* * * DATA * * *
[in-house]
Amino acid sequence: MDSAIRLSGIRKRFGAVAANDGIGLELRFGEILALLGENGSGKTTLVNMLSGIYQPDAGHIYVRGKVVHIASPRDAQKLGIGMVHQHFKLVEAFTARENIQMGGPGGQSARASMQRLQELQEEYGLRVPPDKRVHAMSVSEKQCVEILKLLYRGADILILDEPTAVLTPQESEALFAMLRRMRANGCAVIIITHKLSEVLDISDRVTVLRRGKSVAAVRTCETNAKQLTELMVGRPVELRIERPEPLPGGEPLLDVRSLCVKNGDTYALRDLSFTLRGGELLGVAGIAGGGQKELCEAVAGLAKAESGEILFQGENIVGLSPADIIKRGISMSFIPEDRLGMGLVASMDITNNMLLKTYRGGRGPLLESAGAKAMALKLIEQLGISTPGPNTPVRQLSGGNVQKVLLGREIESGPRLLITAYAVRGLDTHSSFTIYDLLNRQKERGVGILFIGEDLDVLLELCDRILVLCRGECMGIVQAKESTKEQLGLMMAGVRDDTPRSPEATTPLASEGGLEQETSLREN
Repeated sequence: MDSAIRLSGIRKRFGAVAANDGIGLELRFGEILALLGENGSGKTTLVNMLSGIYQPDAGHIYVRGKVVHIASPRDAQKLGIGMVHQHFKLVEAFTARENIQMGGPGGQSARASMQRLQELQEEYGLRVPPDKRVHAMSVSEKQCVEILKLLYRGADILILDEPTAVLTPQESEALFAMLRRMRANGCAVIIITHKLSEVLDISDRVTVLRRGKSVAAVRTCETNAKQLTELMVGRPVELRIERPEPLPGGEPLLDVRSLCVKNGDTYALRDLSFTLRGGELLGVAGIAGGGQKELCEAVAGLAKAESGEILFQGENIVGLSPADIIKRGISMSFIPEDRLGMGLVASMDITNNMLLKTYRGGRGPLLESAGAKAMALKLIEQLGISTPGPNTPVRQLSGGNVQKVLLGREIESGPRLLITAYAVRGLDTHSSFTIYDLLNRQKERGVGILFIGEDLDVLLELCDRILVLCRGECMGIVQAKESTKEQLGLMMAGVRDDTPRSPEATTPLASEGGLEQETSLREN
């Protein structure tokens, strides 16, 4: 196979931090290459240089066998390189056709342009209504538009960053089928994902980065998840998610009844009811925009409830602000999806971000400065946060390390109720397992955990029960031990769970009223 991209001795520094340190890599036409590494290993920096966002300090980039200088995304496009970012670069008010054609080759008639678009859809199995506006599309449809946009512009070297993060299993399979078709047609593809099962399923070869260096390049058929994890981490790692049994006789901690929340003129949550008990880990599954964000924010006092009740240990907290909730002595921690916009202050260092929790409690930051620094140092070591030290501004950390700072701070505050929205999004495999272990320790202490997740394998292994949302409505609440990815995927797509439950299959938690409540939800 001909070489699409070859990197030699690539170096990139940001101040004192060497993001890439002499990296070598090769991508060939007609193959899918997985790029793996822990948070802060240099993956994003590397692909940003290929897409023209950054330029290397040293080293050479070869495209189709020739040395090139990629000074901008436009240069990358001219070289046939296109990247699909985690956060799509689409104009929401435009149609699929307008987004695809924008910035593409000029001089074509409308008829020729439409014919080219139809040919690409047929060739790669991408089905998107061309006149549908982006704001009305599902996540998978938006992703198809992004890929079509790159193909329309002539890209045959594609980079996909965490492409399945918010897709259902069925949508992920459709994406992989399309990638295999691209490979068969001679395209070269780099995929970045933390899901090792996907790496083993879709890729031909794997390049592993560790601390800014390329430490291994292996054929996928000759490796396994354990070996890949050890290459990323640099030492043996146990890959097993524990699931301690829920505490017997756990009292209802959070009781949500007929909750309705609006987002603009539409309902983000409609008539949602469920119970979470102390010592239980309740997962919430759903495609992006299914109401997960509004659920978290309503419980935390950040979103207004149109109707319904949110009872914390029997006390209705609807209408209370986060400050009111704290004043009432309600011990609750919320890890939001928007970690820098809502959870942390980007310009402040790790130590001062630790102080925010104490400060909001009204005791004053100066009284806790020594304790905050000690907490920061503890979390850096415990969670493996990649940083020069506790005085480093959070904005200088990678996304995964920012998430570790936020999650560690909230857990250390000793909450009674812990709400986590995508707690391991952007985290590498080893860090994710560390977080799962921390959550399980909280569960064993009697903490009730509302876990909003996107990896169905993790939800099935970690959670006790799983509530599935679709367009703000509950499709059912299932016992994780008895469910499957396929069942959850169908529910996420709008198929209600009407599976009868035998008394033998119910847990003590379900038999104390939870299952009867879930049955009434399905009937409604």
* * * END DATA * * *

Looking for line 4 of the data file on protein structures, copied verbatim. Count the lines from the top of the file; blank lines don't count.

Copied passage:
């Protein structure tokens, strides 16, 4: 196979931090290459240089066998390189056709342009209504538009960053089928994902980065998840998610009844009811925009409830602000999806971000400065946060390390109720397992955990029960031990769970009223 991209001795520094340190890599036409590494290993920096966002300090980039200088995304496009970012670069008010054609080759008639678009859809199995506006599309449809946009512009070297993060299993399979078709047609593809099962399923070869260096390049058929994890981490790692049994006789901690929340003129949550008990880990599954964000924010006092009740240990907290909730002595921690916009202050260092929790409690930051620094140092070591030290501004950390700072701070505050929205999004495999272990320790202490997740394998292994949302409505609440990815995927797509439950299959938690409540939800 001909070489699409070859990197030699690539170096990139940001101040004192060497993001890439002499990296070598090769991508060939007609193959899918997985790029793996822990948070802060240099993956994003590397692909940003290929897409023209950054330029290397040293080293050479070869495209189709020739040395090139990629000074901008436009240069990358001219070289046939296109990247699909985690956060799509689409104009929401435009149609699929307008987004695809924008910035593409000029001089074509409308008829020729439409014919080219139809040919690409047929060739790669991408089905998107061309006149549908982006704001009305599902996540998978938006992703198809992004890929079509790159193909329309002539890209045959594609980079996909965490492409399945918010897709259902069925949508992920459709994406992989399309990638295999691209490979068969001679395209070269780099995929970045933390899901090792996907790496083993879709890729031909794997390049592993560790601390800014390329430490291994292996054929996928000759490796396994354990070996890949050890290459990323640099030492043996146990890959097993524990699931301690829920505490017997756990009292209802959070009781949500007929909750309705609006987002603009539409309902983000409609008539949602469920119970979470102390010592239980309740997962919430759903495609992006299914109401997960509004659920978290309503419980935390950040979103207004149109109707319904949110009872914390029997006390209705609807209408209370986060400050009111704290004043009432309600011990609750919320890890939001928007970690820098809502959870942390980007310009402040790790130590001062630790102080925010104490400060909001009204005791004053100066009284806790020594304790905050000690907490920061503890979390850096415990969670493996990649940083020069506790005085480093959070904005200088990678996304995964920012998430570790936020999650560690909230857990250390000793909450009674812990709400986590995508707690391991952007985290590498080893860090994710560390977080799962921390959550399980909280569960064993009697903490009730509302876990909003996107990896169905993790939800099935970690959670006790799983509530599935679709367009703000509950499709059912299932016992994780008895469910499957396929069942959850169908529910996420709008198929209600009407599976009868035998008394033998119910847990003590379900038999104390939870299952009867879930049955009434399905009937409604």